For the real `Hurricane' story, read the book

January 19, 2000|By Gregory Kane

I'M SITTING in the theater, shifting uneasily in my seat. There's Denzel Washington, looking tres buff as former middleweight contender Rubin "Hurricane" Carter, about to dispatch an actor playing former welterweight champion Emile Griffith in one round.

Yes, Hurricane Carter is about to get the Hollywood treatment. I take in the first few frames of the Hurricane sending Griffith to the canvas and wonder how Tinseltown is going to blow this one.

Oh, it's a fine film, mind you. Washington is brilliant as Carter, the boxer who was charged along with John Artis in 1966 with killing three people at a bar in Paterson, N.J. The two were convicted and sentenced to life imprisonment solely on the basis of that notoriously unreliable form of evidence known as eyewitness identification and testimony. The star prosecution witness -- a known lowlife and career criminal -- later recanted his testimony. That led to a second trial, where another jury convicted both men after the recanter recanted his recantation.

Carter's autobiography, "The Sixteenth Round," was published before the second trial. Part of it is the basis for the movie "The Hurricane," which opened nationwide last week. For those of you who have read the book, you would do well to skip Hollywood's version of Rubin "Hurricane" Carter's story. For those of you who haven't read the book or seen the movie, dig up Carter's out-of-print gem if you can.

Little of the Hurricane Carter of "The Sixteenth Round" is in Norman Jewison's film. Oh, we get glimpses of him. In a bar scene, Carter tells a man "You're in my seat." The man answers "I don't see your name on it."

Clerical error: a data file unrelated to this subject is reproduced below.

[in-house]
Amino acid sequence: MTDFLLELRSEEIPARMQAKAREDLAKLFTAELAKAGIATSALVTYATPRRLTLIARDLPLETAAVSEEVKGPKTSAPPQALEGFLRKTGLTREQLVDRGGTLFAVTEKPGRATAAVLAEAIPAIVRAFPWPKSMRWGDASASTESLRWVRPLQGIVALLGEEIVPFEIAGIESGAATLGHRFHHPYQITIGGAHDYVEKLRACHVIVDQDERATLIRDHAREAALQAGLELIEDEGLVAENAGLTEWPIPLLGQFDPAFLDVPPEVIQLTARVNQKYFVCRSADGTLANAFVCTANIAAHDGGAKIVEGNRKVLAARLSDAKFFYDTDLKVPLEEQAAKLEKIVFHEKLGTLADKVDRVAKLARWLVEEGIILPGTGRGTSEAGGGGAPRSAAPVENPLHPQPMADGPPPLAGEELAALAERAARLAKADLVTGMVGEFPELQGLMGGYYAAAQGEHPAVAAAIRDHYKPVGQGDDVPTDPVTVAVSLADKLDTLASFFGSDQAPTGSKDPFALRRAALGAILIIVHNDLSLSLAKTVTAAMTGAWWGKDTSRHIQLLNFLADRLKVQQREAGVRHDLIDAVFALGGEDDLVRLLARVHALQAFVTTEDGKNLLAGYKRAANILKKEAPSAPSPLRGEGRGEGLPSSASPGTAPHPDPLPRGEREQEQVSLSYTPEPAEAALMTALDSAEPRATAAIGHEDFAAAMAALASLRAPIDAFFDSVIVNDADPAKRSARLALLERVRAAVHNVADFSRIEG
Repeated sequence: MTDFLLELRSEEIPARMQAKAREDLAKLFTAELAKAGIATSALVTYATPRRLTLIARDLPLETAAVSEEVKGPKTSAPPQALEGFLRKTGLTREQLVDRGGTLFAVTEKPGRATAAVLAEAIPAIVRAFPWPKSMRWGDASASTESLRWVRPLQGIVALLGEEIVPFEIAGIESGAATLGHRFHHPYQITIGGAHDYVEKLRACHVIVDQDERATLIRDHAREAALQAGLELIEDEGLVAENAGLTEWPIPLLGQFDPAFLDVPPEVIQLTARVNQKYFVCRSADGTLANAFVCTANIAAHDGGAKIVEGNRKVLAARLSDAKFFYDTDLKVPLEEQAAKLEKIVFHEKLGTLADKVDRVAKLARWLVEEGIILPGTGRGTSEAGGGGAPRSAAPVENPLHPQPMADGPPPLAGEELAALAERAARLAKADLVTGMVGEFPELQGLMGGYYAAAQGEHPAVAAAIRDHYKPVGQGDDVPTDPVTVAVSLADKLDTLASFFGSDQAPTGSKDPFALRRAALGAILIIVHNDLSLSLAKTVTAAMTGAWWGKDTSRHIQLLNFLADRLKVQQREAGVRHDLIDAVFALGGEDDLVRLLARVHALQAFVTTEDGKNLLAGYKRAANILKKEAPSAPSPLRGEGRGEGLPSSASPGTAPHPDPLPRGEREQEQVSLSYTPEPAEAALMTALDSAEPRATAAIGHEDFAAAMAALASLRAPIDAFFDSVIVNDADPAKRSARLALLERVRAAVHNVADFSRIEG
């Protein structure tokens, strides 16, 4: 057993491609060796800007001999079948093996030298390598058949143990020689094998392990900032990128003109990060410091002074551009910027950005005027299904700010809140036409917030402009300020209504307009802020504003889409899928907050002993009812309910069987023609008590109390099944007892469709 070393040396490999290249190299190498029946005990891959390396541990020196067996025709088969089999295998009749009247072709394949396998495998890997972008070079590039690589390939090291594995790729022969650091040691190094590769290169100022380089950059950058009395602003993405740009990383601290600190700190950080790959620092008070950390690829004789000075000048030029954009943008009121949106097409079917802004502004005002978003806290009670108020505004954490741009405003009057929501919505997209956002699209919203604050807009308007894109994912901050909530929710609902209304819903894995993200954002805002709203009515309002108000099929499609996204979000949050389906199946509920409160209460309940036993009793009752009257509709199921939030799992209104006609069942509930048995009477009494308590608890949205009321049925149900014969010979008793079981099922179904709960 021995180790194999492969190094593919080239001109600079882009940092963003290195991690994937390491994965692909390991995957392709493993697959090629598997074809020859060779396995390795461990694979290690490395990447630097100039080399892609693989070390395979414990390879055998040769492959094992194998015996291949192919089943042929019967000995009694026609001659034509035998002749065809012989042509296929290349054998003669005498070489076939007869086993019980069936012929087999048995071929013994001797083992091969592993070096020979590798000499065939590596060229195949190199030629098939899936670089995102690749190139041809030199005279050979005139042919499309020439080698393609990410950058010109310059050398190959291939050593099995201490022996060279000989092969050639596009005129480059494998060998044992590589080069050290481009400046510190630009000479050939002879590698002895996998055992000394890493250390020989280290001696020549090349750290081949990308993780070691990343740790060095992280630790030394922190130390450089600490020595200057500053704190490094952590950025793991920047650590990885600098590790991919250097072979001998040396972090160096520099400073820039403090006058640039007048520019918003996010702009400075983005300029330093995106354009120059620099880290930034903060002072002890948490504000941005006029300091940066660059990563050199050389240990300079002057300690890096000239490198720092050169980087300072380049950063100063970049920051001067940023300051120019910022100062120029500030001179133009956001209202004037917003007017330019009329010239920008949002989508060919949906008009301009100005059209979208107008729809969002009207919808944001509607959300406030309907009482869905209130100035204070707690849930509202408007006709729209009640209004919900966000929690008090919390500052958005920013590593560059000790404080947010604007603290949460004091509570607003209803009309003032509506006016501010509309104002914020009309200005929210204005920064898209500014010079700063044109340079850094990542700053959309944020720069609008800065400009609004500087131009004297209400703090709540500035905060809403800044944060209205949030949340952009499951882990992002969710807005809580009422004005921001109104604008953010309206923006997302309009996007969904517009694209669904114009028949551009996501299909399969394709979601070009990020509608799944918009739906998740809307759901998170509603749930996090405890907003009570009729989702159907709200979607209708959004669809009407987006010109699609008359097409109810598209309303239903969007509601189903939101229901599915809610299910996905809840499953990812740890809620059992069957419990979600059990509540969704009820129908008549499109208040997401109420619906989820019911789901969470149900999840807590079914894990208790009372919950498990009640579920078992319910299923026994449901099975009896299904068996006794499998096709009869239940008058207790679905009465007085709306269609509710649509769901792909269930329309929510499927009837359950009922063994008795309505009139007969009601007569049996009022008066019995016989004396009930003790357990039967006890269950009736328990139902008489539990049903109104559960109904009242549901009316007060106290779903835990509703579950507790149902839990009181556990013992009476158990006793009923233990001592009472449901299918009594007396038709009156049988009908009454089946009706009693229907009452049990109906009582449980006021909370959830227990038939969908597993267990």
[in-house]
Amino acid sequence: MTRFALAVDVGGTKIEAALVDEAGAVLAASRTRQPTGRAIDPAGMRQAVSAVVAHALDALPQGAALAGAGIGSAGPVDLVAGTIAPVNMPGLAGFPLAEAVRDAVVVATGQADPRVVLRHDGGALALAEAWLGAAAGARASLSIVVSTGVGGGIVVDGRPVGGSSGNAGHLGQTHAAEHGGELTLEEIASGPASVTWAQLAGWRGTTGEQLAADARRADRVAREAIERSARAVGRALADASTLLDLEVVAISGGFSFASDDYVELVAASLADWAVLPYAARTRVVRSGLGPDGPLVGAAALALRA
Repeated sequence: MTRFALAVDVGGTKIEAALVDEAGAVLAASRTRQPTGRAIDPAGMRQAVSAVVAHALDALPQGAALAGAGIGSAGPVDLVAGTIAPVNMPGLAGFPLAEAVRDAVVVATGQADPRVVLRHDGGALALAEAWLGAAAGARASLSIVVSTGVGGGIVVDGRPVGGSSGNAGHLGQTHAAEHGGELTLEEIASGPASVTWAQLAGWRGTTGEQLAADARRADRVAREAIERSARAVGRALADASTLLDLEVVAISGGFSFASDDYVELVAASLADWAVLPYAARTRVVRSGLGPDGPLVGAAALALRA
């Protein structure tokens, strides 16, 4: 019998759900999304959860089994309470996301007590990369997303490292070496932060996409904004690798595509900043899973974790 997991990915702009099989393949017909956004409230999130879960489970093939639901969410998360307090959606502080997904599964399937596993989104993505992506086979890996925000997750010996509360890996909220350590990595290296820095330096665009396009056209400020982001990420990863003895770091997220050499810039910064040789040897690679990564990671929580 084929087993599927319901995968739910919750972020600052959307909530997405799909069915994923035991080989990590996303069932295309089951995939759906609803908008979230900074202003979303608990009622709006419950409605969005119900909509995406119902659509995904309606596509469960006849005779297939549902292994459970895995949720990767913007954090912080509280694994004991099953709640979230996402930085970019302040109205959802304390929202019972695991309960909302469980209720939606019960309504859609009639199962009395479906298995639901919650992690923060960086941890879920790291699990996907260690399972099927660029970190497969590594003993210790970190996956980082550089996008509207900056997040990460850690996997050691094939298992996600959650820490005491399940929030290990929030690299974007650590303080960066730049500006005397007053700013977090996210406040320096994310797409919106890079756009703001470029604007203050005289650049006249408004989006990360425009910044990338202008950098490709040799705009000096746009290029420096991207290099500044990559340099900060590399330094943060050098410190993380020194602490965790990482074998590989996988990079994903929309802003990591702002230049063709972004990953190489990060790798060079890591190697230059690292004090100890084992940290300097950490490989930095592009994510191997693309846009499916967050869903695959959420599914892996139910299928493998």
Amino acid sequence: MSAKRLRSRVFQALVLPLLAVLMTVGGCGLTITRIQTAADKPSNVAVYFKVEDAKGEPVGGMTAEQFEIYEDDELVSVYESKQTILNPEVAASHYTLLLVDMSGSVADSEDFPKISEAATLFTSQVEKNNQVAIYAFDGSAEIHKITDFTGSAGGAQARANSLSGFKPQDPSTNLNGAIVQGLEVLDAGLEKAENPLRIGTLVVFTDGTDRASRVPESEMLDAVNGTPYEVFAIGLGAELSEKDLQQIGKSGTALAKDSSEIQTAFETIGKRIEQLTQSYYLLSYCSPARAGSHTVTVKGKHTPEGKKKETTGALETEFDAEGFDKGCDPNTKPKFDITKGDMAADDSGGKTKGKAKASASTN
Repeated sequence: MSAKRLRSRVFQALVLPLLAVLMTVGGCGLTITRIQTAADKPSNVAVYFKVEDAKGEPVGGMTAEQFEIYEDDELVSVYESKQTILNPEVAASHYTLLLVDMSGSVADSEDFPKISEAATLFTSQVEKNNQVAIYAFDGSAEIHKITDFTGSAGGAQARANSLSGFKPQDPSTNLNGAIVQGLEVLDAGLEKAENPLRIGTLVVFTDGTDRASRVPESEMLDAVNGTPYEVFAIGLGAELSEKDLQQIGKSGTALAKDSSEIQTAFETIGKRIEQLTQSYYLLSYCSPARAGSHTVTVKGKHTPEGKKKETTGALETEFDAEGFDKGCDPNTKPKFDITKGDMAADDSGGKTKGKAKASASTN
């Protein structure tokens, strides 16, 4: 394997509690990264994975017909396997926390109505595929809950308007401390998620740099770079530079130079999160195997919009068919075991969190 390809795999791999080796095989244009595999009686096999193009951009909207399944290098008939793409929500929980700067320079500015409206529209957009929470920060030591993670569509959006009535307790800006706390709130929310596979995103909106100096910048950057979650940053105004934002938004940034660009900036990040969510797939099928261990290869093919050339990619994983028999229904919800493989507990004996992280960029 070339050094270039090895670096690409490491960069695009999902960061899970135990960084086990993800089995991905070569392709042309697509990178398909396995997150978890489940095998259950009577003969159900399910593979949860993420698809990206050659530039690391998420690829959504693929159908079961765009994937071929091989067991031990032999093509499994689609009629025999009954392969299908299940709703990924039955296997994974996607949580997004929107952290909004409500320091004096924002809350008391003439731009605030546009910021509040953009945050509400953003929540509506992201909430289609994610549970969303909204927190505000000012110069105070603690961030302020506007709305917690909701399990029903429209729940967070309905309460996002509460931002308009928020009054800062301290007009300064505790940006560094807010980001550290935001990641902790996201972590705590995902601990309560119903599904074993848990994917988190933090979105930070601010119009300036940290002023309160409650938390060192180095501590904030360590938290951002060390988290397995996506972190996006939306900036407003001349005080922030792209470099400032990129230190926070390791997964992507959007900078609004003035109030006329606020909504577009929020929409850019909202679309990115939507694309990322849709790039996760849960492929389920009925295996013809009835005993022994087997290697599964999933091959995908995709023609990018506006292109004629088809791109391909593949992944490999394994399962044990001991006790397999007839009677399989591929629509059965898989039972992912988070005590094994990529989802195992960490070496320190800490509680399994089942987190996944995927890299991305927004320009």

"That's because you're blind from the [beating] I'm about to put on you," the Hurricane answers. That's the Hurricane filled with equal portions of rage and wit -- a no-nonsense, truculent, vengeful man not to be trifled with -- who appears throughout "The Sixteenth Round." It's Carter's rage, wit and cogent criticism of the American criminal justice system -- and criminals -- that made "The Sixteenth Round" a wild, funny, poignant and angry read. Sadly, little of the book is in the movie.

"I was going to have a fist-to-face talk with that fool," Carter said of one boy in the book who had wrongly fingered him for a juvenile crime. In another section, Carter gave details of his experience with a youth gang. A member of a rival gang named Lurkie caught a boy in Carter's gang and branded a letter in the middle of his forehead.

"We felt Lurkie had gone just a bit too far," Carter wrote in one of several classic lines of understatement that rise to the level of genuine corkers. While serving his triple life term, Carter gave details of a prison riot. He didn't hesitate to blame inmates for starting it. Describing one inmate drunk on tomato wine who tried to incite other prisoners to rebellion, Carter wrote of him: "Reams of revolutionary toilet paper he wouldn't have [used himself], had he been sober, began to stream forth from his mouth."

But Carter also showed why his black nationalist philosophy didn't endear him to police and why black leaders circa 1966 didn't rush to his aid when he was being framed. Noting the riots in Harlem and Watts, respectively, after the Civil Rights Act was passed in 1964 and the Voting Rights Act passed in 1965, the Hurricane cynically said that with the way police attacked blacks in both communities, it was a good thing blacks hadn't asked for "civil wrongs."

The blacks should have defended themselves, Carter asserted, even against the police. No wonder civil rights leaders of the day didn't take up his cause. No wonder Jewison glossed over the angry Hurricane Carter of "The Sixteenth Round" for the almost saintly Rubin Carter of the movie. Rather than give audiences the nuts and bolts story of Carter's life as expressed in "The Sixteenth Round" -- a more powerful and compelling tale -- Jewison gives us the story of how three white Canadians and a black teen-ager helped Carter get free. The movie boils down to a "good white folks" tale without acknowledging that it was good white people -- the first jury that had some core values they should probably have left at the courthouse door -- who nailed Carter with a triple life term in the first place.

The film critics are pleased, but fans of "The Sixteenth Round" know that Jewison has reduced the Hurricane to little more than a light breeze.

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